Governments that want to ease inflation for Canadians must choose measures that are well-targeted and temporary, said Bank of Canada Governor Tiff Macklem.
At a House of Commons committee meeting on Wednesday, Conservative MP Adam Chambers asked the governor which of two options is a better way to deliver aid without fueling inflation: direct transfers to low-income Canadians or energy aid packages.
In response, the governor said that targeted and temporary measures fuel inflation less than broadly supported measures.
“Policies aimed at mitigating the effects of inflation on citizens really need to be targeted, targeting the most vulnerable, and temporarily, temporarily while this is an inflation problem,” Macklem said.
The federal government, along with provincial governments, has responded to high inflation with measures to soften the financial blow to Canadians. While some measures targeted lower incomes, others were widely supported.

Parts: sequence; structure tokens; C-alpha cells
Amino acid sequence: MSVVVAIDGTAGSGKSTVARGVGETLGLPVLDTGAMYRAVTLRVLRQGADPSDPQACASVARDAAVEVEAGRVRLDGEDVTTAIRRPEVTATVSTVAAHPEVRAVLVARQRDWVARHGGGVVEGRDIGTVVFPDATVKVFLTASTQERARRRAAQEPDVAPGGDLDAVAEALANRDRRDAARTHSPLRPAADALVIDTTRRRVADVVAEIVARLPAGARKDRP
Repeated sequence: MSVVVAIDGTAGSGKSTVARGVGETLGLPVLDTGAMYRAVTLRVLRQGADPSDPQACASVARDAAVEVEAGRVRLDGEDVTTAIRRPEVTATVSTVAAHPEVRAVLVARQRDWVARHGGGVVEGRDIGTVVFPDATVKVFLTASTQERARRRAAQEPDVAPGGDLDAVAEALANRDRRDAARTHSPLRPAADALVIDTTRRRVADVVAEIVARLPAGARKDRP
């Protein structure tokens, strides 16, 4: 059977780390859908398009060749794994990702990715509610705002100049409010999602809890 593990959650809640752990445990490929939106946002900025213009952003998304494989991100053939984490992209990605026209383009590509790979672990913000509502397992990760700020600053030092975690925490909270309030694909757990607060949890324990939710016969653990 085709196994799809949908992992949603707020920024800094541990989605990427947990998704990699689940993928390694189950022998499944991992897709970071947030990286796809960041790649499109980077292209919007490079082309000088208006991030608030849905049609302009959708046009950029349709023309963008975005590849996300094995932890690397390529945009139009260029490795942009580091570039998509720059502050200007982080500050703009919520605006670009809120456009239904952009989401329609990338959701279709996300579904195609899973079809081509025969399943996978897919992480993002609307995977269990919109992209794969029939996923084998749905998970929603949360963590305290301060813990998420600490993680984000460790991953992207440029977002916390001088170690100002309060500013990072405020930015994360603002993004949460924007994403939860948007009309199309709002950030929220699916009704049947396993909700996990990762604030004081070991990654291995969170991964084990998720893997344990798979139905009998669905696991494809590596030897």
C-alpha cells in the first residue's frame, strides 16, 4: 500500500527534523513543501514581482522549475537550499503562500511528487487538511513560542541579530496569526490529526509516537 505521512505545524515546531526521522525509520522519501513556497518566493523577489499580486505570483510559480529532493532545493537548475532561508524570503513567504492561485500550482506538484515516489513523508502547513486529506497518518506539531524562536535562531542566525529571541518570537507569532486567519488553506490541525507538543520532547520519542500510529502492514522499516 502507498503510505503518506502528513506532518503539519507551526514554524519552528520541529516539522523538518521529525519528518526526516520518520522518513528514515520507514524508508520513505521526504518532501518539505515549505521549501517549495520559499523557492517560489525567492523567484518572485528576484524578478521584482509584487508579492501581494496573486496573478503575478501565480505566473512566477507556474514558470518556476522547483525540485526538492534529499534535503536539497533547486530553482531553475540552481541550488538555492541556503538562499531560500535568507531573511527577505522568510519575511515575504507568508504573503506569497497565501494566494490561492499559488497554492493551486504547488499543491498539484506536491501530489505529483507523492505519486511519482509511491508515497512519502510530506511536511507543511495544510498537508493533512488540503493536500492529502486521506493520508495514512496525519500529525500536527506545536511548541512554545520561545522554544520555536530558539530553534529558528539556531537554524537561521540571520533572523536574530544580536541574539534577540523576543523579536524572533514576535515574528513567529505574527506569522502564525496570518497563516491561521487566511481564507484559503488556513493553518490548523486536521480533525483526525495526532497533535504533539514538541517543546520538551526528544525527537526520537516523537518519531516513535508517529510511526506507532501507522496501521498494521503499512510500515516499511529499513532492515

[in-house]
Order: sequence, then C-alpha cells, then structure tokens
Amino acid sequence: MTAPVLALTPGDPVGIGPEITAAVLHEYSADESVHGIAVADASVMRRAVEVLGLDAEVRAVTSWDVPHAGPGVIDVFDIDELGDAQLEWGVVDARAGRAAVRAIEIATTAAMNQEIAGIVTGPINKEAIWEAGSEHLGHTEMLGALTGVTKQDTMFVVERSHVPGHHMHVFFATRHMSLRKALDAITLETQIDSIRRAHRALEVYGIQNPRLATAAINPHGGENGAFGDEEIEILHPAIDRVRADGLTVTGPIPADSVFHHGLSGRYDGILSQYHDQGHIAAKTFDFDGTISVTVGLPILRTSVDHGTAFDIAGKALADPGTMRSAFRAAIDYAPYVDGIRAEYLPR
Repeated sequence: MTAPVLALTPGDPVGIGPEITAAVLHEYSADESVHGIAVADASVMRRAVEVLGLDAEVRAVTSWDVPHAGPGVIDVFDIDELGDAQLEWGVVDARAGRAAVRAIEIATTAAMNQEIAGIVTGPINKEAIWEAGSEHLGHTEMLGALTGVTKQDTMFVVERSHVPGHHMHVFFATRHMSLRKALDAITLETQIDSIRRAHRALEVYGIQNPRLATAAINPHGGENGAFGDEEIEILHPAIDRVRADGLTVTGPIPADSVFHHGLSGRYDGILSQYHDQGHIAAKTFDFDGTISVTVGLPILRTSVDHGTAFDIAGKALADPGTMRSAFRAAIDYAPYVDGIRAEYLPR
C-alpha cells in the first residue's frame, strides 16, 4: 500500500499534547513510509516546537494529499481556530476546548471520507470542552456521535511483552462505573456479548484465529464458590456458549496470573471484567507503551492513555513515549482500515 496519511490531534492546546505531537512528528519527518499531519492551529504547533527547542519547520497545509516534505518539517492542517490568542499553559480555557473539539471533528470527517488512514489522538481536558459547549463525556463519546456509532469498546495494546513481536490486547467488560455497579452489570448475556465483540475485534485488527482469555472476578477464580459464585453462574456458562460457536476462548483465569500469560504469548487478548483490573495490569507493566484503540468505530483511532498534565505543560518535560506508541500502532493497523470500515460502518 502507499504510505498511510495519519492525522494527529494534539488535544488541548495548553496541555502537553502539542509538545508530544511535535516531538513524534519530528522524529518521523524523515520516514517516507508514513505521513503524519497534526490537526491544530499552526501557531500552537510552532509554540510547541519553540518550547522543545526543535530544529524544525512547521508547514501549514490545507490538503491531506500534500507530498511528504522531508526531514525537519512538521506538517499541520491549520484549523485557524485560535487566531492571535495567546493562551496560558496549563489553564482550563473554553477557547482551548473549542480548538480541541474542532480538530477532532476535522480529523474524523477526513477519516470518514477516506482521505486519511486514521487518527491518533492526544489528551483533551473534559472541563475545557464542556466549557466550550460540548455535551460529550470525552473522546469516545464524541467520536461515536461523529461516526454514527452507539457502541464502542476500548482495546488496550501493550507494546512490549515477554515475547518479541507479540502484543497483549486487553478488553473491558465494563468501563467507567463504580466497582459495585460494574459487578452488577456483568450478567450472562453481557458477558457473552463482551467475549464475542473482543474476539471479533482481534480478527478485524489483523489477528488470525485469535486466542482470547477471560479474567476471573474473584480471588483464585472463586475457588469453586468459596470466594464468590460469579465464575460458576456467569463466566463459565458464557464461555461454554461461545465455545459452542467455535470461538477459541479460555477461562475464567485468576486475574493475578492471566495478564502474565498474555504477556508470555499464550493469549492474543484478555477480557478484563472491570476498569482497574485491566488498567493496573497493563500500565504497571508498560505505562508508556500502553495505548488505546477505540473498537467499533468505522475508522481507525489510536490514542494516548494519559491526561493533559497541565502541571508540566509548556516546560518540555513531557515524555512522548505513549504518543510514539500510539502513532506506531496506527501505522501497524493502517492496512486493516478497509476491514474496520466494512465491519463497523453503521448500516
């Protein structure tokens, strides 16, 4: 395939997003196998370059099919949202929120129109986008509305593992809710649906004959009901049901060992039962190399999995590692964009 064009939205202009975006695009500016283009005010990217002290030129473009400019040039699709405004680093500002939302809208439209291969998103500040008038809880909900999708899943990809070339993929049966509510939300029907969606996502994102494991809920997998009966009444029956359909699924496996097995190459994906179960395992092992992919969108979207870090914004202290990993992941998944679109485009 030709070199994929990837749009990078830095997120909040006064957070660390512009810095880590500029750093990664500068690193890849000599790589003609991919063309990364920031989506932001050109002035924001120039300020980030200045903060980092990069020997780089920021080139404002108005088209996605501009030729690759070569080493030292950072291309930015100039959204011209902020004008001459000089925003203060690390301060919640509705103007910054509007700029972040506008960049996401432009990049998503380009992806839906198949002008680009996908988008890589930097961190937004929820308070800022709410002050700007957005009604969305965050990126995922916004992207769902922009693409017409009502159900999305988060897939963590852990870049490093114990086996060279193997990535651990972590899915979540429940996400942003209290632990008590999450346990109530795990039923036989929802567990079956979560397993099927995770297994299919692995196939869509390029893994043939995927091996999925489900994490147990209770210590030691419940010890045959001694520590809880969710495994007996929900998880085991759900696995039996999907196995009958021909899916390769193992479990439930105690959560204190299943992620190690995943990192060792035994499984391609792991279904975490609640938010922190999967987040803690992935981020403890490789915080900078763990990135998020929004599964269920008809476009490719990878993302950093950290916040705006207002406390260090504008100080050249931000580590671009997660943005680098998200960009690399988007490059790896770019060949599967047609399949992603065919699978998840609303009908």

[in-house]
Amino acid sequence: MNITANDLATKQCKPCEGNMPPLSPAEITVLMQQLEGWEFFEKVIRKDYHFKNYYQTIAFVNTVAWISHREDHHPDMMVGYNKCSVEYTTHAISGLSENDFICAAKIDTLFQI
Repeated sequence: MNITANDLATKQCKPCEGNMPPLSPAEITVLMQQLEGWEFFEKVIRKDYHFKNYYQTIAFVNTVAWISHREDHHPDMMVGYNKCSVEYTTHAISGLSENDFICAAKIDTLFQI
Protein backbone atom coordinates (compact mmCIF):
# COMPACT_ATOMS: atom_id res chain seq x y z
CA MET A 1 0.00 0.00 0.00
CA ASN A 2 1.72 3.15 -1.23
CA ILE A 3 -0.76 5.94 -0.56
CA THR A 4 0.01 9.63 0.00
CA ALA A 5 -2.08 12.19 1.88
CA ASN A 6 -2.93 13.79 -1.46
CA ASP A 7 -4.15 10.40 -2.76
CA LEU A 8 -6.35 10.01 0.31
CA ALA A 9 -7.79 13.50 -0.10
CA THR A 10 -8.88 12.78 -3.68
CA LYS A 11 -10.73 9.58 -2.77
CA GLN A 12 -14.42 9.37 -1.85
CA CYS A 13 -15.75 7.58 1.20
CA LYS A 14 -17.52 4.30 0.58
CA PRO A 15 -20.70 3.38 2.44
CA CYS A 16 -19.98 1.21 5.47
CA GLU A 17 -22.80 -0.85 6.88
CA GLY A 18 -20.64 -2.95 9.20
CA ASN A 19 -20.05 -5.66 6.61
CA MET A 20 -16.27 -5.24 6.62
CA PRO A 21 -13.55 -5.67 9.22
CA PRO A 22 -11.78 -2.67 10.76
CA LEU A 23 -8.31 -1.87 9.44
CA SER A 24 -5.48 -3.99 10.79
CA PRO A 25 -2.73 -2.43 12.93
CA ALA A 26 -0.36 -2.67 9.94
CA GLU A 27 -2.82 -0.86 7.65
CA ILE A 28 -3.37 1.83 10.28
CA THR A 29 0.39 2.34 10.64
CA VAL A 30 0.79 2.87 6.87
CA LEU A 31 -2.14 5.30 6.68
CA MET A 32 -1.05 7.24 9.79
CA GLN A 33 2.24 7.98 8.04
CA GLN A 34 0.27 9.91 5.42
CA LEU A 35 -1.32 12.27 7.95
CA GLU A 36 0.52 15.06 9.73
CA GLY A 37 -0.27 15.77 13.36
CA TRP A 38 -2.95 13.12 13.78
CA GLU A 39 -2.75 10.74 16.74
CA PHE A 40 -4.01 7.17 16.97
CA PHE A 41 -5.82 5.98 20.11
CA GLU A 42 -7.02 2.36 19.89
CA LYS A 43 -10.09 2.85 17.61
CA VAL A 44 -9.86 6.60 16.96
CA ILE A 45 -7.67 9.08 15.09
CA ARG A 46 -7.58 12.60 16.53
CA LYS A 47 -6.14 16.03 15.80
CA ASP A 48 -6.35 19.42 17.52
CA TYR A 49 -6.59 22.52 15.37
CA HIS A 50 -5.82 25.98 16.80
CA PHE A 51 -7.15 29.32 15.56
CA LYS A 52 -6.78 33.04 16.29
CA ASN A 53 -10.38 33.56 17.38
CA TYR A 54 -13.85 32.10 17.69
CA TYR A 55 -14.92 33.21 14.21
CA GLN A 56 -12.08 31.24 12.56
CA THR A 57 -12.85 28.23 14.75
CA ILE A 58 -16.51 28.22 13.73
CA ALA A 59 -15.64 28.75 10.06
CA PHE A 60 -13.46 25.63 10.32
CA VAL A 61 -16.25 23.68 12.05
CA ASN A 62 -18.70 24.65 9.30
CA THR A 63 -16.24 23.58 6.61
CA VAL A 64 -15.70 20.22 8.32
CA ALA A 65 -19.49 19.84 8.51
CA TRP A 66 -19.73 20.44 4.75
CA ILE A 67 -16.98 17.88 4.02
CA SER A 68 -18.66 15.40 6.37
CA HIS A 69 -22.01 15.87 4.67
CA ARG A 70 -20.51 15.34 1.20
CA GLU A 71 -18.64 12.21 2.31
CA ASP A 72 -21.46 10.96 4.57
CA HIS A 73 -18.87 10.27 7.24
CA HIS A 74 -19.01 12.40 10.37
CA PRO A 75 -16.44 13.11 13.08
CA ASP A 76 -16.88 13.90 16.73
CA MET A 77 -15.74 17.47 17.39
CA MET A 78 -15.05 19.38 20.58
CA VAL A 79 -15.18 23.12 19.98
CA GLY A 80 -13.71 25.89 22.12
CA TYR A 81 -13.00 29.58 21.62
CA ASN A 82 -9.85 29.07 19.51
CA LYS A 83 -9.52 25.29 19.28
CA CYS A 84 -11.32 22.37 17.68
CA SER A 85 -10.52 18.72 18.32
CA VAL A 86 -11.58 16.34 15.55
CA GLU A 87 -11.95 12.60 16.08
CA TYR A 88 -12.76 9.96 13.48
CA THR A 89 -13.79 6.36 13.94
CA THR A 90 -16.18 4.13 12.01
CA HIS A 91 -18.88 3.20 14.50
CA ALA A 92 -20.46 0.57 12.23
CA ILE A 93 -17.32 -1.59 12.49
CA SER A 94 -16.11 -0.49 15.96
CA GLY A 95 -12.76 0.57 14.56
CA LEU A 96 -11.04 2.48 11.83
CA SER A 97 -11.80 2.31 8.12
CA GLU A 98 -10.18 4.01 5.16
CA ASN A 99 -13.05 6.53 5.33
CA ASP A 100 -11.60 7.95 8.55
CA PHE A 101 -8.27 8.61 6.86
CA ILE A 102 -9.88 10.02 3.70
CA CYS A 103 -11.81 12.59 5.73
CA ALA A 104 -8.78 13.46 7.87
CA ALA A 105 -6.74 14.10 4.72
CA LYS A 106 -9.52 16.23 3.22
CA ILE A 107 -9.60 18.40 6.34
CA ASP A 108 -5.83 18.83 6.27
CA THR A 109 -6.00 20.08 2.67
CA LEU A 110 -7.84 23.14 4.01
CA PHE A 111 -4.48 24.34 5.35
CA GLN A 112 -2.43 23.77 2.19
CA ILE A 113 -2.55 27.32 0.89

The federal government recently temporarily doubled the GST rebate, a benefit that goes to low- and modest-income Canadians.
Counties have also brought relief, with many opting to send checks more widely.
Most recently, Alberta Premier Danielle Smith announced a slew of inflation measures on Tuesday, including payments of $600 per child for families earning less than $180,000 a year. The same income limit and benefits apply to seniors.
Macklem, along with Senior Deputy Governor Carolyn Rogers, answered questions from MPs on the House of Commons standing committee on finance.
Bank of Canada officials faced questions about the central bank’s policy decisions in the face of decades of high inflation.
In October, annual inflation stood at 6.9 percent, down from a peak of 8.1 percent in June.
Since March, the Bank of Canada has hiked rates six times in a row and is expected to announce another rate hike in December.
The central bank aims to cool spending in the economy by increasing the cost of borrowing for Canadians and businesses.
A significant economic slowdown is expected to be ahead as higher interest rates work their way through the economy. However, many economists remain cautiously optimistic that even if Canada slips into a recession, it will be short-lived.
This report from The Canadian Press was first published on November 23, 2022.